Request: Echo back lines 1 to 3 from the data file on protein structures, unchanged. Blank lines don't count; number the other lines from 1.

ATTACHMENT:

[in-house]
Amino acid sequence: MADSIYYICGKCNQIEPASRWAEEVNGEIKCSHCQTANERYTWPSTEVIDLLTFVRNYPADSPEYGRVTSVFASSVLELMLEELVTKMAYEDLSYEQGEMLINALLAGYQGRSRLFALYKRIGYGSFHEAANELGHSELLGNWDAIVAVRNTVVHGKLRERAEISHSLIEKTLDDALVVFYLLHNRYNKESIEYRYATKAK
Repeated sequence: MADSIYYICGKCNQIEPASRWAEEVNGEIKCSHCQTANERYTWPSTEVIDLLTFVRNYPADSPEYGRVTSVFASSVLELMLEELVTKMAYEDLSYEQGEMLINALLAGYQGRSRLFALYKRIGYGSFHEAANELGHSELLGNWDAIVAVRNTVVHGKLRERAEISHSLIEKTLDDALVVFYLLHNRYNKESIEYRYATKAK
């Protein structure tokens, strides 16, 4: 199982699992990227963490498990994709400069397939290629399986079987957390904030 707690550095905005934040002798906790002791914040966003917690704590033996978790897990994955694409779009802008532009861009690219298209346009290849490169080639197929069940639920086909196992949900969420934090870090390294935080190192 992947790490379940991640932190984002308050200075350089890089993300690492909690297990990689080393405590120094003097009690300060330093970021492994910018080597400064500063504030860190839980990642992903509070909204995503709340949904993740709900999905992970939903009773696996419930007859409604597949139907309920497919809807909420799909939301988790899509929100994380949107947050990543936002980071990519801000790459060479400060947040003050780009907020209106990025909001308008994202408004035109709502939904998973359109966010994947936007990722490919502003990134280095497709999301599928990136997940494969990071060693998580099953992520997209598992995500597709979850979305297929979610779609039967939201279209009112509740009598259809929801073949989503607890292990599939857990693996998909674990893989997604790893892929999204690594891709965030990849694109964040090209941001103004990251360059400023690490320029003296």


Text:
[in-house]
Amino acid sequence: MADSIYYICGKCNQIEPASRWAEEVNGEIKCSHCQTANERYTWPSTEVIDLLTFVRNYPADSPEYGRVTSVFASSVLELMLEELVTKMAYEDLSYEQGEMLINALLAGYQGRSRLFALYKRIGYGSFHEAANELGHSELLGNWDAIVAVRNTVVHGKLRERAEISHSLIEKTLDDALVVFYLLHNRYNKESIEYRYATKAK
Repeated sequence: MADSIYYICGKCNQIEPASRWAEEVNGEIKCSHCQTANERYTWPSTEVIDLLTFVRNYPADSPEYGRVTSVFASSVLELMLEELVTKMAYEDLSYEQGEMLINALLAGYQGRSRLFALYKRIGYGSFHEAANELGHSELLGNWDAIVAVRNTVVHGKLRERAEISHSLIEKTLDDALVVFYLLHNRYNKESIEYRYATKAK